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Hyundai says it won’t adopt “premium pricing” despite selling more premium vehicles


As traditionally affordable car manufacturers look to pitch their products upmarket, Hyundai says it won’t ditch mainstream pricing

A senior Hyundai executive has reassured buyers that the Korean brand won’t push towards “premium pricing” with its new line-up of electric vehicles.

Speaking at the launch of the Ioniq 6 electric sedan on Wednesday, Hyundai’s head of customer experience division, Thomas Schemera, told of the impact the brand had seen with its new line-up of Ioniq vehicles, which kicked off with the ‘5’ midsize SUV. 

Despite selling a more premium product, Hyundai’s head of customer experience division, Thomas Schemera (right) said buyers won’t see premium pricing

Mr Schemera said the unique selling proposition of the Ioniq 5 has been pulling in customers from a range of income levels but this didn’t mean prices would continue to climb.

“Customers from premium brands are pouring into our dealerships showing a big interest [in the brand and in the product],” he said. 

“Let me put it this way: we at Hyundai, regarding our Ioniq product line-up, offer premium appeal but without premium pricing.”

The Ioniq 6 sedan has been confirmed for an Australian release in the first half of 2023 with pricing estimated by Hyundai to range between $70,000 and $80,000 – territory traditionally regarded as premium.

The increased cost of building EVs has seen Hyundai’s Ioniq line-up saddled with higher prices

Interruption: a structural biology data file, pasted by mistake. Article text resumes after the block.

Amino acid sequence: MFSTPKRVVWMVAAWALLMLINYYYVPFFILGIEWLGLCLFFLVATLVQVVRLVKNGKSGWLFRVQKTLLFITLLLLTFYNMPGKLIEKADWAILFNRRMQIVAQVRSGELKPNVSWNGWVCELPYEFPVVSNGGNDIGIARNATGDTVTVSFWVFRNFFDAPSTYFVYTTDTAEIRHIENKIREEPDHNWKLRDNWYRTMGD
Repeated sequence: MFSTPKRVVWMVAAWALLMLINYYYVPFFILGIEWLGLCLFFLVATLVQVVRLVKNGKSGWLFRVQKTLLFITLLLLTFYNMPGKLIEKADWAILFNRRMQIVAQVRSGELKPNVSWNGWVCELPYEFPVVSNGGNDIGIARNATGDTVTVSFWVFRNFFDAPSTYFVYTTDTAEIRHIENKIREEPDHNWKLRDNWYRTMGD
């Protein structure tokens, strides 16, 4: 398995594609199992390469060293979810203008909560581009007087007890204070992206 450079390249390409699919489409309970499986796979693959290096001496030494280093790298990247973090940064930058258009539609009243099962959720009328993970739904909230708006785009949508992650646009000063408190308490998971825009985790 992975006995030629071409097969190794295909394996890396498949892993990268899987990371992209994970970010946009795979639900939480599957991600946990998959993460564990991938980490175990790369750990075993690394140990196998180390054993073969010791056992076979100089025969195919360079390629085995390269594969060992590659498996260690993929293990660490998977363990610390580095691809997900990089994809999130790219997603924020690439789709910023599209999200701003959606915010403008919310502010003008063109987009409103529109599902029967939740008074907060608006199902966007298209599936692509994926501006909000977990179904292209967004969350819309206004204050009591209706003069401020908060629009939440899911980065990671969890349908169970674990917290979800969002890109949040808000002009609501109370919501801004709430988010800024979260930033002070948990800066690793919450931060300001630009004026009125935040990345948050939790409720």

In recent years Hyundai has moved away in Australia from selling bargain base models and entry-level cars.

In 2020, the long-running Accent nameplate was retired in favour of a Venue small SUV that cost thousands more – and the brand has stated its intention to sell a higher proportion of mid-specification and high-tier variants.

That push has been successful in Australia, with nearly 60 percent of the company’s local sales now being of “level 3 or 4” models – meaning Elite and Highlander grades for most Hyundai models.

Still, Hyundai products generally remain competitively priced in Australia relative to their segment rivals, even if the cost of entry has increased in recent years.

Hyundai Ioniq 5 2022 driving shot front
While Hyundai’s EVs are priced higher for now, in time they are expected to become more affordable

A significant factor in the pricing of Hyundai’s electric models is the relatively high – but declining – cost of batteries, and the substantial research and development required for the push into battery EVs.

An Ioniq 6 Techniq AWD costs about $20,000 more than an equivalent Tucson Highlander N Line powered by a petrol engine.

However, improving cost efficiencies for manufacturers of battery EVs – plus the contribution of government subsidies – will partially close this gap.